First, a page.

Jace was standing in the bra section of a clothing store with his mom when suddenly he began to cry.
"This isn't right. I don't like this. I don't feel like this is me," the then 15-year-old said. "And, I swear, my mom's just a saint. She said, 'Do you want to go to the men's section?'" Jace hadn't been the kind of kid who struggled with his gender identity from a young age. But when puberty hit and his body became more feminine, it didn't feel right.
Jace remembers how comfortable he felt on that first visit to Mihalopoulos' office. Everyone called him by the name he chose. Everyone used the pronouns he wanted. Mihalopoulos is part of the University of Utah Transgender Health Program, which has seen a boom in patient numbers. More than 700 new patients ranging from adolescents to adults are expected in 2019.
Jace heard about the program from a trans friend. He and his mom went together to the University of Utah to find out more. At the doctor's office, staff spoke to Jace and his mom together and separately. "They were curious about who I was, to get to know me more and know my background and know my story," he said.
Now 18, Jace has been receiving weekly testosterone injections for eight months. His appetite has increased. His voice has dropped and he's a lot stronger. The teen has gone from doing fewer than two pushups to 15 in a row. He plans to continue the testosterone long-term.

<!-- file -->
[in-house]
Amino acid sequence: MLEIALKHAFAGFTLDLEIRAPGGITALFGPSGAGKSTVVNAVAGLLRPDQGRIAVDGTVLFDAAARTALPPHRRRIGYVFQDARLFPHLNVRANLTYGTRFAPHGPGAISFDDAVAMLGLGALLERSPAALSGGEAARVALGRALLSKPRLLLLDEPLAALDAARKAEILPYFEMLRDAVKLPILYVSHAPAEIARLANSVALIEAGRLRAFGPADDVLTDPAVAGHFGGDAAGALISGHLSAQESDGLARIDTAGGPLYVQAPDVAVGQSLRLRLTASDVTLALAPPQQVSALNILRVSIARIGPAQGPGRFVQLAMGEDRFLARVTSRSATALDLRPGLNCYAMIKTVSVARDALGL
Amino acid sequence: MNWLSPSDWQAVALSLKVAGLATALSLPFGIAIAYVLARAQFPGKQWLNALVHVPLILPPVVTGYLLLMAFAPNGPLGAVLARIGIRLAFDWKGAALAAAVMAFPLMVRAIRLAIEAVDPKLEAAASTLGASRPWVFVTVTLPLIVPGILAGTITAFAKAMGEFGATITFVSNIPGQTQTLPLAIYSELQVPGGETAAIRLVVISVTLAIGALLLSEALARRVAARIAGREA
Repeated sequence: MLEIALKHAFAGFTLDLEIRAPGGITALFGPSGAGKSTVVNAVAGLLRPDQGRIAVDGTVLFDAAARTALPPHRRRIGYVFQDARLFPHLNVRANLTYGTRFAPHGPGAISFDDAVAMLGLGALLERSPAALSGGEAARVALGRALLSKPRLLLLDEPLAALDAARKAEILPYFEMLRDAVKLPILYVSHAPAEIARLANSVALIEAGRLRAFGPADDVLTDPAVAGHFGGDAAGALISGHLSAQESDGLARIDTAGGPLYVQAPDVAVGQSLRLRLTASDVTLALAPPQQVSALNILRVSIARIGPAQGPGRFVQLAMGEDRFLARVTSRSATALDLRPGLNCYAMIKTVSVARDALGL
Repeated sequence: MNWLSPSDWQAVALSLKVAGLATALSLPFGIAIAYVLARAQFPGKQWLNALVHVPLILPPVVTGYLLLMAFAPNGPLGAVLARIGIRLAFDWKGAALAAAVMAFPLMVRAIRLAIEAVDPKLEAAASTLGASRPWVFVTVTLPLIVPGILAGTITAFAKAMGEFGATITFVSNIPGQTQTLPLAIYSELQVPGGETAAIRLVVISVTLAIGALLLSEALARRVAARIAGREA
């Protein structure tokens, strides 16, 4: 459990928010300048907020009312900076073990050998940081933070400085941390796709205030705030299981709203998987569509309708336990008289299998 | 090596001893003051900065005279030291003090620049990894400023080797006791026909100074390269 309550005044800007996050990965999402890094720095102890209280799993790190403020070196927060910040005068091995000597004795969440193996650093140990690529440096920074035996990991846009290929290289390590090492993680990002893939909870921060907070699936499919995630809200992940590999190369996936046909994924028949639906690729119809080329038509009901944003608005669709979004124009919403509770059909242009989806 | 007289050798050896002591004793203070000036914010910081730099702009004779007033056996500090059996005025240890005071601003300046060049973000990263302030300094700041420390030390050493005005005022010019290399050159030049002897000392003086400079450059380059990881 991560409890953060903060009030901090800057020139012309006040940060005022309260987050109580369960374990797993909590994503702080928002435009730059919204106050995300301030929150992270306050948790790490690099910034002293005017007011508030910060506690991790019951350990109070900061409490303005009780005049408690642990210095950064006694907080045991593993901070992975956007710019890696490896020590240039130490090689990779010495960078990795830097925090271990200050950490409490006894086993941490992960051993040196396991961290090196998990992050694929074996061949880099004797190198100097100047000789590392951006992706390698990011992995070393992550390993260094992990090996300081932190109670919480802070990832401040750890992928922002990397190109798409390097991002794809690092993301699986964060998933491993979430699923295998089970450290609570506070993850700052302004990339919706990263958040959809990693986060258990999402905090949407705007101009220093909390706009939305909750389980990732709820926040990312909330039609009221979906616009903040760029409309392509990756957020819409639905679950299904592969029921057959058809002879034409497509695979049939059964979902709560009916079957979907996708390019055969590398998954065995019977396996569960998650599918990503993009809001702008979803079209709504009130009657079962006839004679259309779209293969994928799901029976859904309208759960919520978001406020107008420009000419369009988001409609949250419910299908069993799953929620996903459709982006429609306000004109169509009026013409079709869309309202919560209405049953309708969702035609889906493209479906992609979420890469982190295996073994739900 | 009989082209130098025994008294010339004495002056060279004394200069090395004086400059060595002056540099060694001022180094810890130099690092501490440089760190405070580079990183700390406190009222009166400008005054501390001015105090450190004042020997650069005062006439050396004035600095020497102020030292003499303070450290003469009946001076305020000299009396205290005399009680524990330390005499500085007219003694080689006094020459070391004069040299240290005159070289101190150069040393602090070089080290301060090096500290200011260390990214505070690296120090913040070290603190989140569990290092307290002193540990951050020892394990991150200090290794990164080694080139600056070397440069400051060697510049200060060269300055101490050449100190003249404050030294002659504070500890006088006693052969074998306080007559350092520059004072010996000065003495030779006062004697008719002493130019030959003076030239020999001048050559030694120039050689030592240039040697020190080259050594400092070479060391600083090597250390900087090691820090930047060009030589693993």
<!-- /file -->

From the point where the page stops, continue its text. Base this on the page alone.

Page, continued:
"I'm so surprised by the amount of support that LGBT people have in Utah," said the Tooele resident. "You're in a very religious state and you go to the U and get an over-whelming amount of support."
His transformation isn't over. In mid-November, Jace received transmasculine top surgery from Cori Agarwal, MD. In the days before, the 18-year-old felt his excitement build. "I've spent three years looking for surgeons and Cori Agarwal was the only one where I thought, 'I want that one,'" Jace said. "I noticed from a lot of the photos I've seen there's minimal scarring and that's a big issue of mine."
Agarwal's respectful manner was hugely important to him. "I love her, because she's really accepting," Jace said. "She answered every question I had."
Soon, he plans to be wearing V-neck shirts, no longer encumbered by the binder that he used to wear to flatten his chest. He looks forward to wearing tank tops and not having to hide his body. After the surgery, the 18-year-old will continue working toward his GED and exploring the possibility of acting or a police career. As he looks toward the future, he's so grateful for the services at the University of Utah.
"I don't know where I would be if that wasn't there," Jace said. "Honestly, I think I wouldn't be where I am now. I think I would be held back."
Jace remembers life before he cried that day in the clothing store. He felt like he was surviving, not living. Every day was a struggle. After changing his name and clothing, he began to feel more comfortable with himself. He spent more time with his family.
His evolution hasn't just been his alone, Jace said. "Parents grieve as well. They've lost something as well," he said. "I do feel sad about changing the name my mom gave me and not being able to wear a wedding dress and not having my dad walk me down the aisle."
In the days before the surgery, the reality of his coming transformation floored Jace. This was it. "Last night the realization finally hit me that it's going to finally happen," he said. "I'm getting a weight lifted off my chest."
A new life was about to begin.